Bags for parenteral solutions

New materials and technological innovation

Technical file

Type of innovation: Device System Procedure

Scope: Hospital Pharmacy

Innovation leader: Grifols i Lucas, Víctor

Year: 1989

Period: 1972-2002

Geographical scope: International

Economic impact: High

Level of innovation: Disruptive

Patent: Yes

Interdisciplinary connections: -

Grifols has been manufacturing parenteral solutions for the hospital pharmacy sector since the 1950s. These medicines require the very highest levels of safety as they are injected directly into the bloodstream, without any biological barrier. This means that extremely strict processes must be followed when handling them and, more generally, to ensure the absence of bacteria, viruses and other microorganisms.

In addition to manufacturing the parenteral solutions themselves, Grifols also had a track record of developing containers and improving the process of filling and sterilizing these medicines, responding rapidly to the appearance of technological innovation in the sector, and working to improve the safety and reliability of its products.

From glass to plastic

Parenteral solutions for hospital pharmacy were traditionally bottled in glass containers, a material that was chosen because it was neutral, and was suitable for the transport and conservation of medicines for intravenous infusion. However, in the mid-1980s a number of studies were performed to identify a more flexible alternative to the traditional glass containers, and these concluded that PVC was the best material for conserving such solutions. PVC was also favored by nursing staff, who preferred it because it eliminated the problem of breakages.

In response to this market trend, Grifols decided to introduce flexible packaging for its fluid therapy products. However, a number of problems first had to be overcome, both to guarantee the safety and practicality of the new containers, and to adapt the filling process to the new material.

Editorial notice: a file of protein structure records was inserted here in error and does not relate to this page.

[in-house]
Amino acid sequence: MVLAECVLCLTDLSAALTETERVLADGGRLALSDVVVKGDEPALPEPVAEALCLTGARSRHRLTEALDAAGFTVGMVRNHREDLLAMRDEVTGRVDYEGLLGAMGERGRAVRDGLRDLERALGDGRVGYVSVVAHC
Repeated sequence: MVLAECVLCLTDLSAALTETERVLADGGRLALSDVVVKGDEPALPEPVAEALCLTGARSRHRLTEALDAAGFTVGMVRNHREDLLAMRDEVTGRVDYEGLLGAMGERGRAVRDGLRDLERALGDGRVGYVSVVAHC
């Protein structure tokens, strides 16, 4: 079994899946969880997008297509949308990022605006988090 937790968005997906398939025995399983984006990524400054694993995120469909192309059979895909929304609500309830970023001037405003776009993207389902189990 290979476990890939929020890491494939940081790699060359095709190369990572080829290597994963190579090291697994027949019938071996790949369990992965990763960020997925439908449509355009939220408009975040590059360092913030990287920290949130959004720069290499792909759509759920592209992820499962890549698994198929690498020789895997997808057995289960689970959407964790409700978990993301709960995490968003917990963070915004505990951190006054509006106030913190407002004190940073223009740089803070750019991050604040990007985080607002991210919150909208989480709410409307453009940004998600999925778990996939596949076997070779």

Flebobag®

The double bag

The initial assumption that plastic was impermeable turned out to be incorrect: over time, some of the liquid inside plastic containers evaporates. This led to problems when hospitals had to infuse a specific quantity of solution and found that the volume of solution in the container was actually less than they required. Most companies responded to this by enclosing the intravenous solution bag within a second bag to prevent evaporation. The double bag was designed to ensure greater protection and safety in two ways: the risk of contamination as a result of handling was reduced, and the second bag prevented the liquid inside from evaporating.

Packed in double bag of the Fleboflex® bag.

“The shift from glass to plastic meant that the industrial processes for filling and sterilizing parenteral solutions had to be modified. Víctor Grifols i Lucas, technical director of Grifols at the time, solved the problem by designing a machine that was patented in 1990.”

A new filling system

The shift from glass to plastic meant that the industrial processes for filling and sterilizing parenteral solutions had to be modified. Víctor Grifols i Lucas, technical director of Grifols at the time, solved the problem by designing a machine that was patented in 1990. In the new procedure, the empty bag was placed inside a mold, and a vacuum applied. Next, the bag was connected to a tank containing the solution, which was dispensed at atmospheric pressure. The inlet was then sealed once the bag was full. This system meant that the solution entered the bag directly, without the requirement for any kind of valve or joint that might carry the risk of particle contamination.

Machine for dosing parenteral solutions in plastic bags by vacuum installed on the Grifols production line in the 90s.